George C. Rable



Publication Date



University of South Carolina Press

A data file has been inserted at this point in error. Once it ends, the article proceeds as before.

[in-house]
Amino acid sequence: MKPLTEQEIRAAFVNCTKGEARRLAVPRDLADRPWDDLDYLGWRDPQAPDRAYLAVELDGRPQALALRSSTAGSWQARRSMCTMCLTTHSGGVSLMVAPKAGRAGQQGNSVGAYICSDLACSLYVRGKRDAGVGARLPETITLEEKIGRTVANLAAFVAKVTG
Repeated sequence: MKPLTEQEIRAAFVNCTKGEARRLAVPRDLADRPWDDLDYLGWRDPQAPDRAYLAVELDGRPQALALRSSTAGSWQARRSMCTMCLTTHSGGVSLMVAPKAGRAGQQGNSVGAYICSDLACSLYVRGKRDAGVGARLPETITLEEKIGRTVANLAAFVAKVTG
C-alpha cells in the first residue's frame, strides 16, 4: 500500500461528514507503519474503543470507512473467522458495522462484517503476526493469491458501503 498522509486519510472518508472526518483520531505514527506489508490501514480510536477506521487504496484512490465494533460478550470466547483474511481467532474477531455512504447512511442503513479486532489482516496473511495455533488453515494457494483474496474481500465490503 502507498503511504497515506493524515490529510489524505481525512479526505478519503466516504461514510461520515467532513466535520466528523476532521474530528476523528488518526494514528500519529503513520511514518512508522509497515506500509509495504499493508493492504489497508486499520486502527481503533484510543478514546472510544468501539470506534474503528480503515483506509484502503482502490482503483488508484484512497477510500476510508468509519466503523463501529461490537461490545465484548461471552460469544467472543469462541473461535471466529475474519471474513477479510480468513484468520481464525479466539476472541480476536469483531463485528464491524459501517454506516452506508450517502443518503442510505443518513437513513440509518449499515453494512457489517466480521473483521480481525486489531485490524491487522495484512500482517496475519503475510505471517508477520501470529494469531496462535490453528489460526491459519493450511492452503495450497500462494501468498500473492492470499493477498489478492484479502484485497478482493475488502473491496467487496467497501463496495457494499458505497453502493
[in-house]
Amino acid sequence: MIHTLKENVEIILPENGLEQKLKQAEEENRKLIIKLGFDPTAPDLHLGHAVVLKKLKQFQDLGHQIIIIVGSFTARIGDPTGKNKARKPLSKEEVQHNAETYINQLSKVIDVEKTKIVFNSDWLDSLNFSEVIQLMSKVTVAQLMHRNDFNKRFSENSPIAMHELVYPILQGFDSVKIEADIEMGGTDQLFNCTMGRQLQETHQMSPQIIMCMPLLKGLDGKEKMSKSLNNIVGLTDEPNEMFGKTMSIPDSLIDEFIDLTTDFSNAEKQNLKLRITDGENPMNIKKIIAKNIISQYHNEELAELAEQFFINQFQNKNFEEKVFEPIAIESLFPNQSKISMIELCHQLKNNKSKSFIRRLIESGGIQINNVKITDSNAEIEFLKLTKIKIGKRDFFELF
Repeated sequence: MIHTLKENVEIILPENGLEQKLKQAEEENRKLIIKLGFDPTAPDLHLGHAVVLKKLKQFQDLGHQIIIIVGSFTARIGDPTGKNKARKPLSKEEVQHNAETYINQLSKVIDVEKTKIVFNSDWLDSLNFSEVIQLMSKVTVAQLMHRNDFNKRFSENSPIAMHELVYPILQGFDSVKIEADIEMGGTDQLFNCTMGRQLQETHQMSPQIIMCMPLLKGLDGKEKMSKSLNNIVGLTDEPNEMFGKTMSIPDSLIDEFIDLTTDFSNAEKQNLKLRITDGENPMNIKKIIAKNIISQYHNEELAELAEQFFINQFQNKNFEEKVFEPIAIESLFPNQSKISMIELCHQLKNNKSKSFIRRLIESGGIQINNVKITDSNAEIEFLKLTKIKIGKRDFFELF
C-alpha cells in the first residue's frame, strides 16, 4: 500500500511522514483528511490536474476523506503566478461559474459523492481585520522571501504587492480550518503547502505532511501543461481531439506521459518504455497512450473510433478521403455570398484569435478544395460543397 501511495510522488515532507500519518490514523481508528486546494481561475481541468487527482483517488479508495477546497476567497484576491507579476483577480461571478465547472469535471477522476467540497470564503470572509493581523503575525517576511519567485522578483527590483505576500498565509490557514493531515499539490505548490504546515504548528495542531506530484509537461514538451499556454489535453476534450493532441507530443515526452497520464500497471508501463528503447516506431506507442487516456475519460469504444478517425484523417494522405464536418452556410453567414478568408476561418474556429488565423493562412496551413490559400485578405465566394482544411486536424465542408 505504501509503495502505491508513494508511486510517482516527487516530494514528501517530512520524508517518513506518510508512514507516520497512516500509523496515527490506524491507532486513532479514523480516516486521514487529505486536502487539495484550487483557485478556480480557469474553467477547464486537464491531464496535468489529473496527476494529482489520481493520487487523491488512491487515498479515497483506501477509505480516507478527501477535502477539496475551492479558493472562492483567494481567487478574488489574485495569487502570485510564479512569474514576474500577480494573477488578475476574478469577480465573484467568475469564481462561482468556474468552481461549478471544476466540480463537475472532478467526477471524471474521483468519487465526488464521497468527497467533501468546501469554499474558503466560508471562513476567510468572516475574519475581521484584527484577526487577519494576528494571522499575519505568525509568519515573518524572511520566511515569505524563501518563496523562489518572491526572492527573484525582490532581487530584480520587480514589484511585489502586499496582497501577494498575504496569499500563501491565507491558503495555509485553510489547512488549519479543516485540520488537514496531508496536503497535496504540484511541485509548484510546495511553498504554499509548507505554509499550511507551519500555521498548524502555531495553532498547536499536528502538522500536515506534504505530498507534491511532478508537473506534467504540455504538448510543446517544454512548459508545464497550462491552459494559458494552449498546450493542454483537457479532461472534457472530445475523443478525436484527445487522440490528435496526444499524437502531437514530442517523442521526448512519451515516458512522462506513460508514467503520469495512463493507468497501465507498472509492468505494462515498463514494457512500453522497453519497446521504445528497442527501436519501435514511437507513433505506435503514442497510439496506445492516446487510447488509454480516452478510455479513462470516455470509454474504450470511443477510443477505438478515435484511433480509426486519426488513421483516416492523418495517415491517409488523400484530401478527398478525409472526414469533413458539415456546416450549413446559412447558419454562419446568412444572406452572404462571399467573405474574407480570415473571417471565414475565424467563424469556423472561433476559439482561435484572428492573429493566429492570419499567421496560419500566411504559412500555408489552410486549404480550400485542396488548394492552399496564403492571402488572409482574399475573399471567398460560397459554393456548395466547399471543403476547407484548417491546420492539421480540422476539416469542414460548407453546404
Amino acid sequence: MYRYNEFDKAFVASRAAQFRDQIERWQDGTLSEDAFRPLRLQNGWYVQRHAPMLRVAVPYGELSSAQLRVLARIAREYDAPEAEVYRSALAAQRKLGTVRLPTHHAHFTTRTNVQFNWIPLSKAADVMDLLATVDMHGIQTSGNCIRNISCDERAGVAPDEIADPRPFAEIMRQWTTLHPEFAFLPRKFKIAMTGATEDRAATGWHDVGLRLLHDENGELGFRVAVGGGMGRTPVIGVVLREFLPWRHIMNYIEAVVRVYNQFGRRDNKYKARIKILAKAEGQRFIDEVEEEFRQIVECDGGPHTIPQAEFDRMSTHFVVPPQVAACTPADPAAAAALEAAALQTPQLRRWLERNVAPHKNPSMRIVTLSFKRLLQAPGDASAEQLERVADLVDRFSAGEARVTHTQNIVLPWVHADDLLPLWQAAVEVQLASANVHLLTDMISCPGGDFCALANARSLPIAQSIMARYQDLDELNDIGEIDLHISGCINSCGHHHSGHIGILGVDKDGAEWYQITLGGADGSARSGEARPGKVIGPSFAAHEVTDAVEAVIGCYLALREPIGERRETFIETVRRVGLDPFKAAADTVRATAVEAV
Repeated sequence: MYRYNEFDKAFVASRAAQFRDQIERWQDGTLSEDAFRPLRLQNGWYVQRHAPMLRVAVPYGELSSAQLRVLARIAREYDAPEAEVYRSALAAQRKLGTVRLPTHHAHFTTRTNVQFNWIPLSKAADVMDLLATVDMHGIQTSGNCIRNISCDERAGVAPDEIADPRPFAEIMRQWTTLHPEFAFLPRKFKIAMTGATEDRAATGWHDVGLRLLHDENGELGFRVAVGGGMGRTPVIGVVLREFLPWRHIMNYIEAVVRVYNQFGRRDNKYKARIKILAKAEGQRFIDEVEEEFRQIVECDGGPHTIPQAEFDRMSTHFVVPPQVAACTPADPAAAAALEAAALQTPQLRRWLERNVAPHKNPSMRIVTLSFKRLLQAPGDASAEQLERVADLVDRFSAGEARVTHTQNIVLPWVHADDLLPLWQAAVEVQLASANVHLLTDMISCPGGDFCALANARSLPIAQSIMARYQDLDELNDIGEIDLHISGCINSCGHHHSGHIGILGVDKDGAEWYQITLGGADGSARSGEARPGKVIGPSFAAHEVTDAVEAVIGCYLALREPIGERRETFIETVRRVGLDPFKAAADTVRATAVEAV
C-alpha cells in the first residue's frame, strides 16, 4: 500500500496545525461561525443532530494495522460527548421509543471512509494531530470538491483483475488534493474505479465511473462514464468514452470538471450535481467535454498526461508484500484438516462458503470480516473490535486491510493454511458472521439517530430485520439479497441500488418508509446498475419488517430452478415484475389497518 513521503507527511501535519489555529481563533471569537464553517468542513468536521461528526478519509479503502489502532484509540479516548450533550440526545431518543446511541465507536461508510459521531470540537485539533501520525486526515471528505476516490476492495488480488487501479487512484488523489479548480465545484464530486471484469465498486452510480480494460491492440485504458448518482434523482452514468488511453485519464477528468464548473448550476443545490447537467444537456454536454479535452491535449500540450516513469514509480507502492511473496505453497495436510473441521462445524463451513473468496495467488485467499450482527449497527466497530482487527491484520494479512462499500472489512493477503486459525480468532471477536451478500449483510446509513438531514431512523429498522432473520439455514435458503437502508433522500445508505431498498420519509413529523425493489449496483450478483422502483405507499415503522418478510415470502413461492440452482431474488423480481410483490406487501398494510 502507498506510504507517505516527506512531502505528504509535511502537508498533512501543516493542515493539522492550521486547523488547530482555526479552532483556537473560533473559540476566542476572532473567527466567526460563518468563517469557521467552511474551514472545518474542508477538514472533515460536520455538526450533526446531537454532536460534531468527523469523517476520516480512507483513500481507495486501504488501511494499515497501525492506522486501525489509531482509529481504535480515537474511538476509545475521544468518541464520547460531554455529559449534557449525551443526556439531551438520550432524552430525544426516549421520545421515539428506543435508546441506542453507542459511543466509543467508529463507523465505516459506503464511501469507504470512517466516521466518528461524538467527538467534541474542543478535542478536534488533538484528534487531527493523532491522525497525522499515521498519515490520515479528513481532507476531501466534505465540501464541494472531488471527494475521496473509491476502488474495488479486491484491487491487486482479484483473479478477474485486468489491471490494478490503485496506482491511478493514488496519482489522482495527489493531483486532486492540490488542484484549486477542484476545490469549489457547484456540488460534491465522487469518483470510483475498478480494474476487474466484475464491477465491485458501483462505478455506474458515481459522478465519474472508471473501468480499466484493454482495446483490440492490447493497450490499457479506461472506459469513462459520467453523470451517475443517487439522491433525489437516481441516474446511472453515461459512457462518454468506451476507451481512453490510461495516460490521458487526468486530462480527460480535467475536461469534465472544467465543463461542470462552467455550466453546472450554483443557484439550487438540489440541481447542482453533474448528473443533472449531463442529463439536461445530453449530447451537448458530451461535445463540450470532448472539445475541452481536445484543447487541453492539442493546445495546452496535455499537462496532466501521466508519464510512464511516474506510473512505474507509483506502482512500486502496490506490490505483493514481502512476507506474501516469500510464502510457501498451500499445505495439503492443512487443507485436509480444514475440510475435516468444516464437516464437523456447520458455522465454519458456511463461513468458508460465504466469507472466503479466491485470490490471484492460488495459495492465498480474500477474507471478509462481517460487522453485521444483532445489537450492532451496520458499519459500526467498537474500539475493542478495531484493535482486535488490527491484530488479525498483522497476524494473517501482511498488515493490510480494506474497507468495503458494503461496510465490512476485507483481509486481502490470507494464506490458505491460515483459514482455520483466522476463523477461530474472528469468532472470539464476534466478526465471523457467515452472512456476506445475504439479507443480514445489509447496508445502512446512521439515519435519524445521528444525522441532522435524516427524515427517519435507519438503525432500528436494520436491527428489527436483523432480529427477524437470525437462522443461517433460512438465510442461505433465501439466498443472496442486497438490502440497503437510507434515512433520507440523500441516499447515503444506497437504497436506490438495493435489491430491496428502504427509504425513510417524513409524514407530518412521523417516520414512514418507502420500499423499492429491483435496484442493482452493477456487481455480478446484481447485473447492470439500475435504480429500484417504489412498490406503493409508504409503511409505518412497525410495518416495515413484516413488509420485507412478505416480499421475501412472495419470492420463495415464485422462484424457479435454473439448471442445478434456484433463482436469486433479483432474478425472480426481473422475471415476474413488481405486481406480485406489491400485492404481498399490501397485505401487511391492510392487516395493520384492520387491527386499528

Even the title of Robert Barnwell Rhett's incomplete memoir breathes a kind of ideological fanaticism: "The Last Decade, seen in the extinction of Free Government in the United States, and the Downfall of the Southern Confederacy, in connexion with political Life and Services of the Honorable Robert Barnwell Rhett." Rigid, contentious, and breathtakingly egotistical, Rhett made other southern fire-eaters seem almost calm and restrained by comparison. Born into an eminent family - whose name was changed from Smith to Rhett in 1837 - he became a prosperous planter whose real passion was politics, or more precisely political argument. While still in his twenties, Rhett became a fervent nullifier committed to an austere 18th-century republicanism that would shape his entire career. A restless disciple of John C. Calhoun, he flirted with disunion almost from the beginning of his political life and certainly earned the sobriquet, "Father of Secession." Service in both the U.S. House of Representatives and the Senate failed to temper his fanatical devotion to South Carolina as the epitome of free government rightly understood. His vision was at once narrow and intense, his polemics both sharply honed and wildly off base. This unfinished apologia bristles with a maddening mix of unfounded assertions, misleading information, endless paragraphs, and self-pitying cant. The most unattractive features of Rhett's mind and personality crop up on nearly every page. Although Rhett began working on the manuscript shortly after the Civil War, it remained in an incomplete and fragmentary state at the time of his death - a rambling and bitter epitaph that served neither its author nor his cause particularly well. William C. Davis has meticulously gone through the various versions of Rhett's memoir, carefully noted textual alterations, and has attempted to fashion it into a coherent book. Davis terms the work "arrogant," an apt-enough description that some readers may consider too mild. Although Rhett often wrote about himself in the third person, this futile effort at literary detachment was an affectation and sham because, in his own mind, he could always boil down any knotty problems into a series of clear principles. The only catch was that his beloved Southland failed to recognize and take advantage of his profound wisdom. At the outset of his memoir, Rhett informed readers that he would tell the unvarnished truth about how the Confederacy was created and who caused its downfall. No use for party politicians Like other South Carolina radicals, Rhett had no use for party politicians and harshly criticized northern Democrats for embracing what he saw as a "consolidationist" view of government. That such a description has little basis in reality seemed of trivial consequence. Always sensitive to the smallest encroachments of power on liberty, Rhett made other southern constitutional hairsplitters appear lax and pliable. In print as in life, he shunned diplomatic niceties and preferred to assail his enemies with the bludgeon rather than the stiletto. Like all too many Confederate memoirs, notably those of Jefferson Davis and Alexander Stephens, this book often makes for dry reading, especially when the author harps on some constitutional fine point. According to Rhett, secessionists were only resisting the unconstitutional encroachment of a tyrannical majority, though he did concede that Southerners were also responding to attacks on slavery. Yet in attempting to portray himself as the most important of the Confederate founding fathers - and indeed the champion of free trade and various other reforms in the Confederate constitution - he failed to acknowledge his own disappointment with the document. He never mentioned how he had pushed for reopening the African slave trade, for repealing the Federal Constitution's three-fifths clause so as to increase representation of areas with large numbers of slaves, and for barring the admission of free states to the new southern nation. Nor did he discuss how his fellow delegates to the Montgomery convention rejected these extreme proposals and repudiated Rhett's efforts to assume leadership of the fledgling nation. At one point he concedes that "slavery was the issue" that drove the two sections apart but then quickly adds, echoing both Alexis de Tocqueville and Calhoun, that the North was attempting to destroy the basis of free government by establishing a tyranny of the majority. Thoroughly unreliable history As a piece of history, Rhett's work is thoroughly unreliable. Davis's notes, amplifying and more often correcting false and misleading statements, take up nearly half as much space as the memoir itself. In addition, Rhett's animus against Jefferson Davis colors nearly the entire work. To Rhett, Davis had always seemed too moderate, a man whose heart was never in the cause of southern independence. Rhett, however, never acknowledges his own thwarted ambition, a firm belief that he deserved to be the first president of the Confederate States of America. Because of bitter disappointment and sheer pique, Rhett began a relentless campaign to undermine the new administration, even raising objections to buying furniture for the executive mansion in Richmond. Besides castigating Davis for relying too much on the power of "King Cotton" to force the European powers into granting diplomatic recognition to the Confederacy, Rhett engaged in persistent second-guessing on military affairs. Davis stands accused of neglecting vigorous preparation to obtain arms and ammunition in the War's early months. Like many an armchair strategist, Rhett claimed that the Confederates could have easily advanced on Washington after the victory at First Manassas. But such opportunities were often squandered by a pigheaded commander in chief determined to ride roughshod over Congress through the use of executive patronage, secret sessions, and his veto pen. Even on naval affairs, Rhett considered himself a fount of wisdom. In order to make his case against Davis, Rhett frequently distorts, omits, and exaggerates, but then accuses the president of propounding various falsehoods. At one point, editor Davis puckishly remarks, "Suffice it to say that if [Jefferson] Davis had somehow enabled his armies to walk on water, Rhett would only have attacked him for getting the soldiers' stockings wet." During the War and often in the editorial columns of the Charleston Mercury, Rhett called for vigorous war policies, but even when he acknowledged the necessity of conscription, he still offered constitutional quibbles and blamed Davis for making such a draconian measure necessary. From the first, Rhett had opposed secret congressional sessions - primarily on the grounds that such practices prevented the people from appreciating his wise counsel and brilliant speeches. He hated being out of the political spotlight, which may explain why he finally sought reelection to the Confederate Congress in 1863 even though he stood little chance of winning. If returned to Richmond, he planned to push for Davis's impeachment but the voters decided that it was Rhett who was unfit for office. In Rhett's memoir, the president received full blame for the Gettysburg campaign plan, the loss of Vicksburg, and nearly every other military disaster. After the War, the old fire-eater was in contact with both Joseph E. Johnston and P.G.T. Beauregard, and their strong prejudices merely fed his venom against the administration. Had Rhett been designing a headstone for the Confederacy, it would have read: "Died of Davis." The collapse of the southern nation, according to Rhett, marked the eclipse of free government. The tyrannical Abraham Lincoln deserved assassination, and even the conservative Andrew Johnson did not win the Carolinian's favor. In the final pages, Rhett offered a long diatribe against the postwar constitutional amendments as the epitome of despotism. To the embittered fire-eater, the Reconstruction years culminated in an unholy alliance of northern "oligarches" and southern "money-makers." Yet he also predicted - abruptly shifting tone and torturing logic - that in another 30 years, southern whites would once again be "masters" of their own destinies, and one wonders if he even expected slavery to be magically reborn. However that may be and however unattractive Rhett's views and prejudices, we are in William C. Davis's debt for bringing this most unusual document into print and helping us reenter the strange world of Robert Barnwell Rhett. George C. Rable is the Charles Summersell Professor of Southern History at the University of Alabama and is currently completing a work entitled, Fredericksburg! Fredericksburg!